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Promoting the Planck Club: How Defiant Youth, Irreverent Researchers and Liberated Universities Can Foster Prosperity Indefinitely by Donald Braben

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Accidents, Coincidences, and the Luck of the Draw: How Benjamin Thompson and Humphry Davy Enabled Michael Faraday to Electrify the World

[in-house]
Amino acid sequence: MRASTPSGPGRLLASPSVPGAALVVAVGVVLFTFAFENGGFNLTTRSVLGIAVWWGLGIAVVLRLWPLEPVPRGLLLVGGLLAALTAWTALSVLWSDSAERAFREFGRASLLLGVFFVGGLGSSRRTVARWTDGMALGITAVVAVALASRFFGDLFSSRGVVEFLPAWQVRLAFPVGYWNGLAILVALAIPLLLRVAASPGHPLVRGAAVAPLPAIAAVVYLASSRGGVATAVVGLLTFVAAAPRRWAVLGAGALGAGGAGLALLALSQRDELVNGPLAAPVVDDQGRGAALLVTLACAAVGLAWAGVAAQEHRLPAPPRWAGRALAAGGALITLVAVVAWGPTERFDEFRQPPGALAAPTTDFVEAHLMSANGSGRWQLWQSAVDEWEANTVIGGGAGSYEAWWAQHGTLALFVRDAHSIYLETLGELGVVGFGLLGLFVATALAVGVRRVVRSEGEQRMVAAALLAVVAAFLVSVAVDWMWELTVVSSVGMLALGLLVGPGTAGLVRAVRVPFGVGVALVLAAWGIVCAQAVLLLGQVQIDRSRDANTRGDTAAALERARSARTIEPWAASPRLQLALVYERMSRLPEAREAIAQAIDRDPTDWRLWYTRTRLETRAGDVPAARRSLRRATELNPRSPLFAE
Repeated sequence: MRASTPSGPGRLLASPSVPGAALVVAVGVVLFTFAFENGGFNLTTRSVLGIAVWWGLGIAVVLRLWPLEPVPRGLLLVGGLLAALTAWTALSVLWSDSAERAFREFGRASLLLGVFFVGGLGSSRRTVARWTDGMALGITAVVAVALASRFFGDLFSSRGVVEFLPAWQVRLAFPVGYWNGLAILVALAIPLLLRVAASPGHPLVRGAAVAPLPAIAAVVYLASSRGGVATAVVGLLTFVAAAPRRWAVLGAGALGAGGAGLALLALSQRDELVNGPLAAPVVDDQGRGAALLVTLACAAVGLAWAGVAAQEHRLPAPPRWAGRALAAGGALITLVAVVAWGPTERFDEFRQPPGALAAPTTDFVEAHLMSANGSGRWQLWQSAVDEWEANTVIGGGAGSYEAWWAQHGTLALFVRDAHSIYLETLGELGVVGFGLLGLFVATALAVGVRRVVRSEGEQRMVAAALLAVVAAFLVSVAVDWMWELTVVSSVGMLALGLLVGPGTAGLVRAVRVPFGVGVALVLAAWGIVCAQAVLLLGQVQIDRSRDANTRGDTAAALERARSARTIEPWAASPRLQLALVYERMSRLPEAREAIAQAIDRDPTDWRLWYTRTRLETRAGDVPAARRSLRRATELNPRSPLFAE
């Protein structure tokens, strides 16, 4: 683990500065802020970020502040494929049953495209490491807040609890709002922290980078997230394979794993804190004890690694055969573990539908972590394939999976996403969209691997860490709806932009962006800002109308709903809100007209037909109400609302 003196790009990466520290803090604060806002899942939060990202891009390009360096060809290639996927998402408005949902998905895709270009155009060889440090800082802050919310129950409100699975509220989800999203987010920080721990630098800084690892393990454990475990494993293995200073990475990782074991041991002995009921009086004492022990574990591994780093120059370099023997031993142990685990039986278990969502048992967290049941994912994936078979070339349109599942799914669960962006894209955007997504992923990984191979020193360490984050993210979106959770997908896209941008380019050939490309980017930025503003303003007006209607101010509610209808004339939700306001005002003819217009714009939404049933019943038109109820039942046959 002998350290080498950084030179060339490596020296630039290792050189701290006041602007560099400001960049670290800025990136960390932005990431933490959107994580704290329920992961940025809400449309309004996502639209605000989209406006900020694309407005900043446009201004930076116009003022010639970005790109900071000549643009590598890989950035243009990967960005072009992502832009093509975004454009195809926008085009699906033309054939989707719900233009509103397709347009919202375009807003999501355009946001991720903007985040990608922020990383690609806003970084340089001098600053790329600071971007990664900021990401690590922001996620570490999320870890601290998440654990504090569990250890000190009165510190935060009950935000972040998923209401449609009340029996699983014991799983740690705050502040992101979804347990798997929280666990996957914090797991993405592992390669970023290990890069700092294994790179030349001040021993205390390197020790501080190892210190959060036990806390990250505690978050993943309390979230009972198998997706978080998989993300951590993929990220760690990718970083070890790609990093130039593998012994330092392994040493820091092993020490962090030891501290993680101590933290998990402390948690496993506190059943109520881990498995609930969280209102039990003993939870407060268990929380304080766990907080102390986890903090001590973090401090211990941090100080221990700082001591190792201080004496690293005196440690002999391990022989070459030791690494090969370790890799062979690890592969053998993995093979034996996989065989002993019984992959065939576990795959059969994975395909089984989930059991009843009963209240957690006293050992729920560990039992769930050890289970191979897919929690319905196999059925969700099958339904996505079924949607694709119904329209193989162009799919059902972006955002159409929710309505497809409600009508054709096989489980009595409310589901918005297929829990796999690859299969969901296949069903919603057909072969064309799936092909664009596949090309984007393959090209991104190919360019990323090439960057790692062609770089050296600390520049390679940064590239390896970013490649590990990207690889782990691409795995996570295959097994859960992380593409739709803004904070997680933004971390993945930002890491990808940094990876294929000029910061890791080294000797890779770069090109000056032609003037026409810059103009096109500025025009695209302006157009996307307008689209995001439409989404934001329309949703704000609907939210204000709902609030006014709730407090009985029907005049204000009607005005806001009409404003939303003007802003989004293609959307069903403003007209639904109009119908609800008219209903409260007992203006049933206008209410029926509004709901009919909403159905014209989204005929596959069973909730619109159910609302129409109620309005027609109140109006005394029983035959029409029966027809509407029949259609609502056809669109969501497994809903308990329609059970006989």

Ambition's ladder is not the same for everyone. For many, the first rung is attained only with unremitting determination. Some transitions might require radical changes in social status, and the gulf may be so huge that the chances of a successful leap will probably depend on events over which an individual has no control. Even the privileged might need help in avoiding ill-matched career expectations of well-intentioned families. Senses must constantly be on the alert for those game-changing events; if and when they come, that might give the necessary kick that allows an escape from apparently preordained orbits. We know some of the lucky ones in these respects: Isaac Newton and Michael Faraday, for example, but no doubt there are countless others on whom fortune did not smile at the right time. Newton was a farmer's son seemingly destined to be a farmer's father. But the Master of his school, Henry Stokes, managed to persuade Newton's mother Hannah (his father having died three months before Isaac was born) that Newton had exceptional talent and, rather than make him take to the plow, he should go to a university. She could see no value in that. To her, protecting and cultivating the land was everything. Luckily for us all, Stokes did not give up, Hannah was reluctantly convinced, and Newton was able to take that fateful first step that would ...

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